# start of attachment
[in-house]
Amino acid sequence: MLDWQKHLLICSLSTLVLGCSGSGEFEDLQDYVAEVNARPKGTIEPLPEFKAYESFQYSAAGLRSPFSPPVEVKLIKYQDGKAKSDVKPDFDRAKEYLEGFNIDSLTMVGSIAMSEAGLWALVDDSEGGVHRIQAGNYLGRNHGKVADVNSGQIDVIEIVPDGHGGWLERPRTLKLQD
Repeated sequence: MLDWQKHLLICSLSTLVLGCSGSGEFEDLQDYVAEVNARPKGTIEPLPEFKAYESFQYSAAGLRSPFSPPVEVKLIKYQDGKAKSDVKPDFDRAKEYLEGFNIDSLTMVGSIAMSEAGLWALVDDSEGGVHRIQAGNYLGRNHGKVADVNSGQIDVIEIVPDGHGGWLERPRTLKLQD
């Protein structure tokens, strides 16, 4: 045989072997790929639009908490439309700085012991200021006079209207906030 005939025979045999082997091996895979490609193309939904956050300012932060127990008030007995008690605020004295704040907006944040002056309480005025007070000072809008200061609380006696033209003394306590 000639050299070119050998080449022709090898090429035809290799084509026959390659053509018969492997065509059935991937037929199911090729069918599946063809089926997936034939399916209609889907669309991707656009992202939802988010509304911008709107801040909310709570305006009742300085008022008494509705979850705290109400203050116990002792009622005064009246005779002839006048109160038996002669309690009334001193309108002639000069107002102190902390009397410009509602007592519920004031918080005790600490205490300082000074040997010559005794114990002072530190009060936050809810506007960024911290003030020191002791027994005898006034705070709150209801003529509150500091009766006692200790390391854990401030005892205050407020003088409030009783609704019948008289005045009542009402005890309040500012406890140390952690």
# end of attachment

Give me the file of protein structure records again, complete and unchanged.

[in-house]
Amino acid sequence: MLDWQKHLLICSLSTLVLGCSGSGEFEDLQDYVAEVNARPKGTIEPLPEFKAYESFQYSAAGLRSPFSPPVEVKLIKYQDGKAKSDVKPDFDRAKEYLEGFNIDSLTMVGSIAMSEAGLWALVDDSEGGVHRIQAGNYLGRNHGKVADVNSGQIDVIEIVPDGHGGWLERPRTLKLQD
Repeated sequence: MLDWQKHLLICSLSTLVLGCSGSGEFEDLQDYVAEVNARPKGTIEPLPEFKAYESFQYSAAGLRSPFSPPVEVKLIKYQDGKAKSDVKPDFDRAKEYLEGFNIDSLTMVGSIAMSEAGLWALVDDSEGGVHRIQAGNYLGRNHGKVADVNSGQIDVIEIVPDGHGGWLERPRTLKLQD
């Protein structure tokens, strides 16, 4: 045989072997790929639009908490439309700085012991200021006079209207906030 005939025979045999082997091996895979490609193309939904956050300012932060127990008030007995008690605020004295704040907006944040002056309480005025007070000072809008200061609380006696033209003394306590 000639050299070119050998080449022709090898090429035809290799084509026959390659053509018969492997065509059935991937037929199911090729069918599946063809089926997936034939399916209609889907669309991707656009992202939802988010509304911008709107801040909310709570305006009742300085008022008494509705979850705290109400203050116990002792009622005064009246005779002839006048109160038996002669309690009334001193309108002639000069107002102190902390009397410009509602007592519920004031918080005790600490205490300082000074040997010559005794114990002072530190009060936050809810506007960024911290003030020191002791027994005898006034705070709150209801003529509150500091009766006692200790390391854990401030005892205050407020003088409030009783609704019948008289005045009542009402005890309040500012406890140390952690």